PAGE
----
At first I was angry, angry with the world. I didn’t understand why this happened to me. Is happiness something that I don’t deserve? Max recommended counseling so I went for while at first, it didn’t make me feel better. If anything, it made me feel worse, always talking about it but then it really started to help. I'm trying to get back to the person I was before but, I think this is the new me.
Nearly every night I dream of what my baby girl would be like, would she look like me? She'd be almost two, walking and talking. Some nights there's a man in my dreams as well, I can't really see his face but his voice sounds familiar and comforting.
My work family have been wonderful to me during all of this. I don’t know what I would’ve done without them. When my building manager was trying to evict me, they helped. Nic went over his head to the owner, it worked. She understood and moved me to a better building, plus gave me free rent for as long as I live there.
I’m closer to work and it’s a secure building, not that I had any issues with that before. I’m comfortable with the amount that I have in the bank.
“How are you doing?” Max walks up to me.
Forcing a smile, “I’m good,” though I’m really not. Today is two years. Two years since I lost my baby. Lost everything I loved.
I’ve gotten better, I still lock myself in the storage room and cry after I treat any baby girl.
“Why don’t you take few days off?”
“I’m off until Wednesday, I’ll be fine.”
“Go away for the five days, recharge,” hugs me and walks away.
It was a long night and I was thankful to be home and in my bed. After a nap, I’m up and showered, as much as I would like to spend the entire weekend in bed, I can’t.
I spent the rest of the morning at my daughters grave, Isabella Grace. The sun is out and we haven’t had any snow for a week, I decided to take a drive and clear my head. I end up at the same spot as always, where I crashed.
The bark has grown back on the trees, it makes me happy to know I didn’t kill them. I did enough damage. I walk down the steep embankment, looking around at how much worse it could’ve been. Another five yards and I would've went over the edge, the tree stopped me.
Once the sun starts to sink into the sky, I decide it’s time to go back home. I don’t though. I keep driving until I find a little hole in the wall diner that I never knew was here. I park and decide to get something to eat.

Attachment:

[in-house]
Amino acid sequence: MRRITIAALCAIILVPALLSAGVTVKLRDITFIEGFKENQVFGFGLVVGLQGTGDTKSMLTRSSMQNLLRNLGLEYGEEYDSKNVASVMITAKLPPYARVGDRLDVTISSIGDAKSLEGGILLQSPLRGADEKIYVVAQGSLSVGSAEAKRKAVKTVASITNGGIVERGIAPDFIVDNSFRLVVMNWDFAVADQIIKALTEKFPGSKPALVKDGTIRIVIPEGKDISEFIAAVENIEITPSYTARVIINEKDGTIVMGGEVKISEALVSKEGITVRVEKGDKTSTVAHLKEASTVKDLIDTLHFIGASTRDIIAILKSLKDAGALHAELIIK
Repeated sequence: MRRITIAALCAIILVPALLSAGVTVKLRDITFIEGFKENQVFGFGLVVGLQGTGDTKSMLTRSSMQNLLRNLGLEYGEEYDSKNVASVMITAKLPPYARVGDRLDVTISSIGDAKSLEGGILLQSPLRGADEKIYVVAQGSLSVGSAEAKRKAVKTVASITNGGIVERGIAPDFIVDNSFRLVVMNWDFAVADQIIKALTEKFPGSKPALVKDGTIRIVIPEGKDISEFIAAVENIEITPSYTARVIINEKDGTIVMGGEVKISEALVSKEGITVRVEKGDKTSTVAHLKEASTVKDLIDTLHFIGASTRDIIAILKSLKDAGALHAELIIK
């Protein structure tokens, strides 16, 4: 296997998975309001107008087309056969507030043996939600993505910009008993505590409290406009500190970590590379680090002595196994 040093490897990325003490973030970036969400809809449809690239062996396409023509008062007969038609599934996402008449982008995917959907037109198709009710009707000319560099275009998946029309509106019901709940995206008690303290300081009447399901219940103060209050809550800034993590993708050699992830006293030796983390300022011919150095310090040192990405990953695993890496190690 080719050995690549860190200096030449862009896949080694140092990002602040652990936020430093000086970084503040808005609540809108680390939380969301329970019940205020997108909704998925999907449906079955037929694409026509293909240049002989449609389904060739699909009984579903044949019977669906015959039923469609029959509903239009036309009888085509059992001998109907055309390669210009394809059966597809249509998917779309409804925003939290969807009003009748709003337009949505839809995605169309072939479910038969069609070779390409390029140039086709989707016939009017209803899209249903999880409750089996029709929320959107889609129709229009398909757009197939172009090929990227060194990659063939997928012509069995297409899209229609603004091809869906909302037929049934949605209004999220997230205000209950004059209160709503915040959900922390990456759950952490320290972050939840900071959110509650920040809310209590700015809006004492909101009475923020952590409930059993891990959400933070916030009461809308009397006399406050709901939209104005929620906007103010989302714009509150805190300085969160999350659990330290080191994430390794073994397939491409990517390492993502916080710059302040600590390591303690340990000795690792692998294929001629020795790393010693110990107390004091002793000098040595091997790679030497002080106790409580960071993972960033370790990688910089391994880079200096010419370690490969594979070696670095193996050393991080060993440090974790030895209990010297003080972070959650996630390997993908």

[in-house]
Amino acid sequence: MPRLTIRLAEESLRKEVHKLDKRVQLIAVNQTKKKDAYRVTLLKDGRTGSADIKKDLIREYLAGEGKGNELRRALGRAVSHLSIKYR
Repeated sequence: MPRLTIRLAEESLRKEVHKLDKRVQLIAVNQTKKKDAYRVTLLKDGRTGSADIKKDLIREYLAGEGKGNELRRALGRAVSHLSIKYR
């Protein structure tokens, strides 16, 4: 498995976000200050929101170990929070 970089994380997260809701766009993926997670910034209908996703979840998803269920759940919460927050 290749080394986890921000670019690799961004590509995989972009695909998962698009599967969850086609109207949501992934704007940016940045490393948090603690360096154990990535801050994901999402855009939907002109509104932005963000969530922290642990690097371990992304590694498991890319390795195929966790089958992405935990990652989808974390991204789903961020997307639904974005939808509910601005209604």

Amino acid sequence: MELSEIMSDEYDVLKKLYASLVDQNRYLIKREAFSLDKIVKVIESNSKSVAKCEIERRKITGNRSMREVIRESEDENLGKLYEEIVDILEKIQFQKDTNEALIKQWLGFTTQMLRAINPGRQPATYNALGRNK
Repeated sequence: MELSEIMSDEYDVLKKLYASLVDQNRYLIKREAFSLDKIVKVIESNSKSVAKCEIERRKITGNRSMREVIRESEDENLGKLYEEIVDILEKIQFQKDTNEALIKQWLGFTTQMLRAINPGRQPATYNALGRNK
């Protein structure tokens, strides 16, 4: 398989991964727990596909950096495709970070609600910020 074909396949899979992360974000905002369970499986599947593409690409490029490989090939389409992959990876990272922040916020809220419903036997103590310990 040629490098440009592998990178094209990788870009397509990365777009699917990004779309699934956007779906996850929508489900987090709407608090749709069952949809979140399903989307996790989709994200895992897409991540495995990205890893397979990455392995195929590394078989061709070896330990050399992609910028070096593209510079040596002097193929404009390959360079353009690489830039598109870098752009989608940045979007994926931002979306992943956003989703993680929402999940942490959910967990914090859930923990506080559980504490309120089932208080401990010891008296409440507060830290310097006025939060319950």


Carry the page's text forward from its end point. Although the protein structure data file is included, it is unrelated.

It’s small but quaint, a nice homey feeling about it. An elderly woman greets me, “take a seat honey, I’ll be right with you.”
Bringing me a cup of coffee, “you look like you could use this.”
“What will it be?” pulling out her pad of paper.
“Meatloaf sounds good,” glancing at the menu.
“Coming right up.”
She returns a short time later with a plate full of meatloaf, mashed potatoes, and green beans. It looks good, more than I could eat.
Bringing me a container and slice of pie, “on the house honey.”
I paid my bill, tipped and made a mental note to go back, it was good food. Deciding to take Max’s advice I drove until I found a hotel and checked in. It was only a few hours away from but, still it was away.
Making a cup of coffee I stared out the window, deciding what I should do. A part of me wants to move away, get a fresh start and pretend this never happened. I can’t. I can’t leave my family. There isn’t a day that goes by that I don’t wish I would’ve never woken up.
I feel like a failure as a person and a mother. I couldn’t keep my baby safe. If I hadn’t been so head strong, this would’ve never happened.
I still have four days off and am debating on whether or not I should go further away. I don’t think I could ever find a place where I would feel like me again. That head strong, social, outspoken person I was is gone. In her place is a timid, quiet shell of a woman.
“Breakfast?” the man working the buffet table asks, pulling me from my thoughts.
“I’m fine with coffee, thanks.”
“Let me know if you change your mind. Our biscuits and gravy are pretty good.”
“Thank you,” smiling at him. It’s not a full smile though.
He walks away and I continue staring out the window, trying not to go down the hole again.